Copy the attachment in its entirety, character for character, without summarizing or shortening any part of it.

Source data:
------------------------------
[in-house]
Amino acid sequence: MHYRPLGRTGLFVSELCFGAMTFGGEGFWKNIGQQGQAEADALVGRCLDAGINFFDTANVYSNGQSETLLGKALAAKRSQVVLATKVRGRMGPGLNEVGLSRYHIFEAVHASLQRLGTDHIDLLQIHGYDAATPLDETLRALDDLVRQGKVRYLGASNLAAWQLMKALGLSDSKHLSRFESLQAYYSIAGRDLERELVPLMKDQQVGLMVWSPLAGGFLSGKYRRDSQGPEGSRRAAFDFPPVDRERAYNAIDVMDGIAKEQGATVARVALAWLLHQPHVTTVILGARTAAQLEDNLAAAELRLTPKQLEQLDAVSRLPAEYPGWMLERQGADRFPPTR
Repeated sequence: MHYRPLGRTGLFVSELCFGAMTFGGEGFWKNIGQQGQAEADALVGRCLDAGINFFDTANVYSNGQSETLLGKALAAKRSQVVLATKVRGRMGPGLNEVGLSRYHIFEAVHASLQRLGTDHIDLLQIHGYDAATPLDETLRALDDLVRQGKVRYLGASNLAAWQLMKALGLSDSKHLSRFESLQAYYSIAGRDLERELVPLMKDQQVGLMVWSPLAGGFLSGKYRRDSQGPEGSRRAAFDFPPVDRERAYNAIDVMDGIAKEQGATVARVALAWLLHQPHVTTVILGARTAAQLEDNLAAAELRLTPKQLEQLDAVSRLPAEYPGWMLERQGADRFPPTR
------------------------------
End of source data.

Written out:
[in-house]
Amino acid sequence: MHYRPLGRTGLFVSELCFGAMTFGGEGFWKNIGQQGQAEADALVGRCLDAGINFFDTANVYSNGQSETLLGKALAAKRSQVVLATKVRGRMGPGLNEVGLSRYHIFEAVHASLQRLGTDHIDLLQIHGYDAATPLDETLRALDDLVRQGKVRYLGASNLAAWQLMKALGLSDSKHLSRFESLQAYYSIAGRDLERELVPLMKDQQVGLMVWSPLAGGFLSGKYRRDSQGPEGSRRAAFDFPPVDRERAYNAIDVMDGIAKEQGATVARVALAWLLHQPHVTTVILGARTAAQLEDNLAAAELRLTPKQLEQLDAVSRLPAEYPGWMLERQGADRFPPTR
Repeated sequence: MHYRPLGRTGLFVSELCFGAMTFGGEGFWKNIGQQGQAEADALVGRCLDAGINFFDTANVYSNGQSETLLGKALAAKRSQVVLATKVRGRMGPGLNEVGLSRYHIFEAVHASLQRLGTDHIDLLQIHGYDAATPLDETLRALDDLVRQGKVRYLGASNLAAWQLMKALGLSDSKHLSRFESLQAYYSIAGRDLERELVPLMKDQQVGLMVWSPLAGGFLSGKYRRDSQGPEGSRRAAFDFPPVDRERAYNAIDVMDGIAKEQGATVARVALAWLLHQPHVTTVILGARTAAQLEDNLAAAELRLTPKQLEQLDAVSRLPAEYPGWMLERQGADRFPPTR